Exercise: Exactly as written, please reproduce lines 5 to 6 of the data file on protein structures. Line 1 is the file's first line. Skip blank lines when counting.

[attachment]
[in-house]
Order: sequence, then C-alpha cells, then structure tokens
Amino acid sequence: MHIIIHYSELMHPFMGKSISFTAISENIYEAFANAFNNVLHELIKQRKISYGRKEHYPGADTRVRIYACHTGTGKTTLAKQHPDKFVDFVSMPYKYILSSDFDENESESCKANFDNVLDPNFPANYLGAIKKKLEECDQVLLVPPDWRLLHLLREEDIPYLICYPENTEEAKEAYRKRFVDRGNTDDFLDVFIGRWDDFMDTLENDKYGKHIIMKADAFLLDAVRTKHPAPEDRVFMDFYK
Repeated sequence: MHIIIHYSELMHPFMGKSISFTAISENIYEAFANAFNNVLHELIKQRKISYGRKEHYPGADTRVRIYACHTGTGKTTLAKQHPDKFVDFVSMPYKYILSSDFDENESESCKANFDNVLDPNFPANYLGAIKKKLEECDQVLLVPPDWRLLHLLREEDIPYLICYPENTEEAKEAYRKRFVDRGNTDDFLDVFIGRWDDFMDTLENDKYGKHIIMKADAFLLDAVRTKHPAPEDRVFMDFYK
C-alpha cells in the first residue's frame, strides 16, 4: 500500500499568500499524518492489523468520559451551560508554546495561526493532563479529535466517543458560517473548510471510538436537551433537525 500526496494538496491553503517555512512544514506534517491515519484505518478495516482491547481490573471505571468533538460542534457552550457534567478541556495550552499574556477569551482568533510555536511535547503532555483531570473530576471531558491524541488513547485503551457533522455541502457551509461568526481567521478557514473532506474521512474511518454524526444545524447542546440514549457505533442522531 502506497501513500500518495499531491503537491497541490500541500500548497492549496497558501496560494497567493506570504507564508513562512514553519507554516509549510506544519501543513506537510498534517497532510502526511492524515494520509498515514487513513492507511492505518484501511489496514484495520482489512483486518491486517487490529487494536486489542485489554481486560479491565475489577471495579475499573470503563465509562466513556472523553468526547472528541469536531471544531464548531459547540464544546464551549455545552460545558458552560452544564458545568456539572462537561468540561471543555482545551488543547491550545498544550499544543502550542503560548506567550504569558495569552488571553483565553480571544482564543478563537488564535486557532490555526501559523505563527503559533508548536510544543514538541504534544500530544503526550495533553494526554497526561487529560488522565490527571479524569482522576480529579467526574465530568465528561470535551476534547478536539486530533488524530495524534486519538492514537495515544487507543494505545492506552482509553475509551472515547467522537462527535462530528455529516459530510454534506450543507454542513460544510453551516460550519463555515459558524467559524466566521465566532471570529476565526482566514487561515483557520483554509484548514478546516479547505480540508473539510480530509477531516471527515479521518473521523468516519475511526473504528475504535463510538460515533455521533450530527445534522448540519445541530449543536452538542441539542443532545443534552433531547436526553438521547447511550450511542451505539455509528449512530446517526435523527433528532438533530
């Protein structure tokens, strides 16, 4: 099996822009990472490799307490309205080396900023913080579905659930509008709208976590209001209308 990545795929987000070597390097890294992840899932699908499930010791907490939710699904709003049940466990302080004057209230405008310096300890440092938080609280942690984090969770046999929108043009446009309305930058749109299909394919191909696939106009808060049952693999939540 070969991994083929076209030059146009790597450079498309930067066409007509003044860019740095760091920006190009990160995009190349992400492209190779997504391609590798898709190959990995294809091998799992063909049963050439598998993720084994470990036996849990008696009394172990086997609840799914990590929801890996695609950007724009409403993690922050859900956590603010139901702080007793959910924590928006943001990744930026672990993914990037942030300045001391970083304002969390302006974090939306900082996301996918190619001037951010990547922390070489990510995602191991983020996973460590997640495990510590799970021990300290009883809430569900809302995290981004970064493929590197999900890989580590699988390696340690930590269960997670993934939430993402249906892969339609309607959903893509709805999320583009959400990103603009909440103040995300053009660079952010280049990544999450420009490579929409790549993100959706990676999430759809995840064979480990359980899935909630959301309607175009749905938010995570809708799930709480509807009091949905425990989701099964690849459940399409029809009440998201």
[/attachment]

C-alpha cells in the first residue's frame, strides 16, 4: 500500500499568500499524518492489523468520559451551560508554546495561526493532563479529535466517543458560517473548510471510538436537551433537525 500526496494538496491553503517555512512544514506534517491515519484505518478495516482491547481490573471505571468533538460542534457552550457534567478541556495550552499574556477569551482568533510555536511535547503532555483531570473530576471531558491524541488513547485503551457533522455541502457551509461568526481567521478557514473532506474521512474511518454524526444545524447542546440514549457505533442522531 502506497501513500500518495499531491503537491497541490500541500500548497492549496497558501496560494497567493506570504507564508513562512514553519507554516509549510506544519501543513506537510498534517497532510502526511492524515494520509498515514487513513492507511492505518484501511489496514484495520482489512483486518491486517487490529487494536486489542485489554481486560479491565475489577471495579475499573470503563465509562466513556472523553468526547472528541469536531471544531464548531459547540464544546464551549455545552460545558458552560452544564458545568456539572462537561468540561471543555482545551488543547491550545498544550499544543502550542503560548506567550504569558495569552488571553483565553480571544482564543478563537488564535486557532490555526501559523505563527503559533508548536510544543514538541504534544500530544503526550495533553494526554497526561487529560488522565490527571479524569482522576480529579467526574465530568465528561470535551476534547478536539486530533488524530495524534486519538492514537495515544487507543494505545492506552482509553475509551472515547467522537462527535462530528455529516459530510454534506450543507454542513460544510453551516460550519463555515459558524467559524466566521465566532471570529476565526482566514487561515483557520483554509484548514478546516479547505480540508473539510480530509477531516471527515479521518473521523468516519475511526473504528475504535463510538460515533455521533450530527445534522448540519445541530449543536452538542441539542443532545443534552433531547436526553438521547447511550450511542451505539455509528449512530446517526435523527433528532438533530
């Protein structure tokens, strides 16, 4: 099996822009990472490799307490309205080396900023913080579905659930509008709208976590209001209308 990545795929987000070597390097890294992840899932699908499930010791907490939710699904709003049940466990302080004057209230405008310096300890440092938080609280942690984090969770046999929108043009446009309305930058749109299909394919191909696939106009808060049952693999939540 070969991994083929076209030059146009790597450079498309930067066409007509003044860019740095760091920006190009990160995009190349992400492209190779997504391609590798898709190959990995294809091998799992063909049963050439598998993720084994470990036996849990008696009394172990086997609840799914990590929801890996695609950007724009409403993690922050859900956590603010139901702080007793959910924590928006943001990744930026672990993914990037942030300045001391970083304002969390302006974090939306900082996301996918190619001037951010990547922390070489990510995602191991983020996973460590997640495990510590799970021990300290009883809430569900809302995290981004970064493929590197999900890989580590699988390696340690930590269960997670993934939430993402249906892969339609309607959903893509709805999320583009959400990103603009909440103040995300053009660079952010280049990544999450420009490579929409790549993100959706990676999430759809995840064979480990359980899935909630959301309607175009749905938010995570809708799930709480509807009091949905425990989701099964690849459940399409029809009440998201």